By John Russell

How the Cloud Is Falling Short for HPC

March 15, 2018

The last couple of years have seen cloud computing gradually build some legitimacy within the HPC world, but still the HPC industry lies far behind enterprise I Read more…

By Chris Downing

Russian Nuclear Engineers Caught Cryptomining on Lab Supercomputer

February 12, 2018

Nuclear scientists working at the All-Russian Research Institute of Experimental Physics (RFNC-VNIIEF) have been arrested for using lab supercomputing resources to mine crypto-currency, according to a report in Russia’s Interfax News Agency. Read more…

By Tiffany Trader

Nvidia Responds to Google TPU Benchmarking

April 10, 2017

Nvidia highlights strengths of its newest GPU silicon in response to Google's report on the performance and energy advantages of its custom tensor processor. Read more…

By Tiffany Trader

Deep Learning at 15 PFlops Enables Training for Extreme Weather Identification at Scale

March 19, 2018

Petaflop per second deep learning training performance on the NERSC (National Energy Research Scientific Computing Center) Cori supercomputer has given climate Read more…

By Rob Farber

AI Cloud Competition Heats Up: Google’s TPUs, Amazon Building AI Chip

February 12, 2018

Competition in the white hot AI (and public cloud) market pits Google against Amazon this week, with Google offering AI hardware on its cloud platform intended Read more…

By Doug Black

US Plans $1.8 Billion Spend on DOE Exascale Supercomputing

April 11, 2018

On Monday, the United States Department of Energy announced its intention to procure up to three exascale supercomputers at a cost of up to $1.8 billion with th Read more…

By Tiffany Trader

Lenovo Unveils Warm Water Cooled ThinkSystem SD650 in Rampup to LRZ Install

February 22, 2018

This week Lenovo took the wraps off the ThinkSystem SD650 high-density server with third-generation direct water cooling technology developed in tandem with par Read more…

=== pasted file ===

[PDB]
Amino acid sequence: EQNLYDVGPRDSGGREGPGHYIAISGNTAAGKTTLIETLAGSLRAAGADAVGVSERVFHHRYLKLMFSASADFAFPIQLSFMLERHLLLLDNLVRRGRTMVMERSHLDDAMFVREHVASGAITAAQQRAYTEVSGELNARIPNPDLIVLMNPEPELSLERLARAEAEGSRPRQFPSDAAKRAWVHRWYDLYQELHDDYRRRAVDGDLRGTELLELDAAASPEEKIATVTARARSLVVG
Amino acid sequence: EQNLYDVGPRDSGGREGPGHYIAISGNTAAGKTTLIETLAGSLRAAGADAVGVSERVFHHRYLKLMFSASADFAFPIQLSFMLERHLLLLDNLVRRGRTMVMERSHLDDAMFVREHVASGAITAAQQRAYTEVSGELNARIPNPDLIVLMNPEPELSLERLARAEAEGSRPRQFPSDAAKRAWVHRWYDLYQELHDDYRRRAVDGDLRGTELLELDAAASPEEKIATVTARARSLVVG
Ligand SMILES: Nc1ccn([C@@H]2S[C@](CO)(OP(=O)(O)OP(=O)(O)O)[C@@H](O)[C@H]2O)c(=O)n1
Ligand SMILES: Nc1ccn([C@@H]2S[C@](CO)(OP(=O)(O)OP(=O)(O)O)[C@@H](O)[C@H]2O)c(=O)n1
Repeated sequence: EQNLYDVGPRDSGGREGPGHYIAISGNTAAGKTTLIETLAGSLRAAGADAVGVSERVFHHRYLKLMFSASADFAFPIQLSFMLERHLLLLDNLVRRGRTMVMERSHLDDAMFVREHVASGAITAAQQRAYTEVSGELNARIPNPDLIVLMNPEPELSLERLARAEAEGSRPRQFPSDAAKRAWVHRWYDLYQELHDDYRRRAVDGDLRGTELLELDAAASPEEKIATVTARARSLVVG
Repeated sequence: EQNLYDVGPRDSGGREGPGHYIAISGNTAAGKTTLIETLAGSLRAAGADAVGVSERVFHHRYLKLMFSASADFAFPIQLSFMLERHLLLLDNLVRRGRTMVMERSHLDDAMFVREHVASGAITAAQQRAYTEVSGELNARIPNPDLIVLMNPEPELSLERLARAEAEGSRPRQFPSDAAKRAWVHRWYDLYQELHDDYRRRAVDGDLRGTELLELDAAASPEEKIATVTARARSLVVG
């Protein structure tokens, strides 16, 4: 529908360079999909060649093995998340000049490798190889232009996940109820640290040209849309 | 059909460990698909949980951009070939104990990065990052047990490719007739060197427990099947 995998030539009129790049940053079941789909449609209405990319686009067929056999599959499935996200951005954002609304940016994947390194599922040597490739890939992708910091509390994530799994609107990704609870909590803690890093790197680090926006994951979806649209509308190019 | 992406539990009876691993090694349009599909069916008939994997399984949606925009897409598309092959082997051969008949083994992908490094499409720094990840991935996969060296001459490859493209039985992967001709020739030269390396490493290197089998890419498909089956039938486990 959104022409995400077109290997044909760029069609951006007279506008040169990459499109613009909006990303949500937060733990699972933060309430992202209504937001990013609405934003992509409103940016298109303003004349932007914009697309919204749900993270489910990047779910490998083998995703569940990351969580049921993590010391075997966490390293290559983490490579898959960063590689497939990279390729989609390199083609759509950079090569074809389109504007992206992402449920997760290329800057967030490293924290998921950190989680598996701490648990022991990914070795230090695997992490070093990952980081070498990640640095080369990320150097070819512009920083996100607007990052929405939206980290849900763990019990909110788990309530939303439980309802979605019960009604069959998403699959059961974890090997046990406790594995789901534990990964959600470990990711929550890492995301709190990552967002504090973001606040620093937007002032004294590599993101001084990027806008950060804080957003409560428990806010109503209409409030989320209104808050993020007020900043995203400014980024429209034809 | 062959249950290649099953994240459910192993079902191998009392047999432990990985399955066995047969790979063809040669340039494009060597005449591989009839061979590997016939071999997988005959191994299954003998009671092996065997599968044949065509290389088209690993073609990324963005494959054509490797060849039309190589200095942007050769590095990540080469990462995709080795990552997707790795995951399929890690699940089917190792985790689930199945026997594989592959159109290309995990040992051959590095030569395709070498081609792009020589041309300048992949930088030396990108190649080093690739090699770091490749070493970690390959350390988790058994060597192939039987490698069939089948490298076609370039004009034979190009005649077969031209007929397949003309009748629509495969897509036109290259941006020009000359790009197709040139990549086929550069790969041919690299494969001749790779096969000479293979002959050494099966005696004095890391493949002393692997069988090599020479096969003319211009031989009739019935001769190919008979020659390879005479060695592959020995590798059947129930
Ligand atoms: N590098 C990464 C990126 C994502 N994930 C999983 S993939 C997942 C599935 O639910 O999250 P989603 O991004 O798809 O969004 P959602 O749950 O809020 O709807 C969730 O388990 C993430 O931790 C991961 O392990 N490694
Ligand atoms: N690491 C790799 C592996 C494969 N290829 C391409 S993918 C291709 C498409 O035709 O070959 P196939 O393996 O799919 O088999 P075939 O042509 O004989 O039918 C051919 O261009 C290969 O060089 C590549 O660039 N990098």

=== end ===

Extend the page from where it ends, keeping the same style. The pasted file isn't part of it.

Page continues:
By Tiffany Trader

Leading Solution Providers

SC17 Booth Video Tours Playlist

Altair @ SC17

Altair

AMD @ SC17

AMD

ASRock Rack @ SC17

ASRock Rack

CEJN @ SC17

CEJN

DDN Storage @ SC17

DDN Storage

Huawei @ SC17

Huawei

IBM @ SC17

IBM

IBM Power Systems @ SC17

IBM Power Systems

Intel @ SC17

Intel

Lenovo @ SC17

Lenovo

Mellanox Technologies @ SC17

Mellanox Technologies

Microsoft @ SC17

Microsoft

Penguin Computing @ SC17

Penguin Computing

Pure Storage @ SC17

Pure Storage

Supericro @ SC17

Supericro

Tyan @ SC17

Tyan

Univa @ SC17

Univa

Google Chases Quantum Supremacy with 72-Qubit Processor

March 7, 2018

Google pulled ahead of the pack this week in the race toward "quantum supremacy," with the introduction of a new 72-qubit quantum processor called Bristlecone. Read more…

By Tiffany Trader

CFO Steps down in Executive Shuffle at Supermicro

January 31, 2018

Supermicro yesterday announced senior management shuffling including prominent departures, the completion of an audit linked to its delayed Nasdaq filings, and Read more…

By John Russell

HPE Wins $57 Million DoD Supercomputing Contract

February 20, 2018

Hewlett Packard Enterprise (HPE) today revealed details of its massive $57 million HPC contract with the U.S. Department of Defense (DoD). The deal calls for HP Read more…

By Tiffany Trader

Deep Learning Portends ‘Sea Change’ for Oil and Gas Sector

February 1, 2018

The billowing compute and data demands that spurred the oil and gas industry to be the largest commercial users of high-performance computing are now propelling Read more…

By Tiffany Trader

Nvidia Ups Hardware Game with 16-GPU DGX-2 Server and 18-Port NVSwitch

March 27, 2018

Nvidia unveiled a raft of new products from its annual technology conference in San Jose today, and despite not offering up a new chip architecture, there were still a few surprises in store for HPC hardware aficionados. Read more…

By Tiffany Trader

Hennessy & Patterson: A New Golden Age for Computer Architecture

April 17, 2018

On Monday June 4, 2018, 2017 A.M. Turing Award Winners John L. Hennessy and David A. Patterson will deliver the Turing Lecture at the 45th International Sympo Read more…

By Staff

HPC and AI – Two Communities Same Future

January 25, 2018

According to Al Gara (Intel Fellow, Data Center Group), high performance computing and artificial intelligence will increasingly intertwine as we transition to Read more…

By Rob Farber

Part One: Deep Dive into 2018 Trends in Life Sciences HPC

March 1, 2018

Life sciences is an interesting lens through which to see HPC. It is perhaps not an obvious choice, given life sciences’ relative newness as a heavy user of H Read more…

By John Russell

  • arrow
  • Click Here for More Headlines
  • arrow
Share This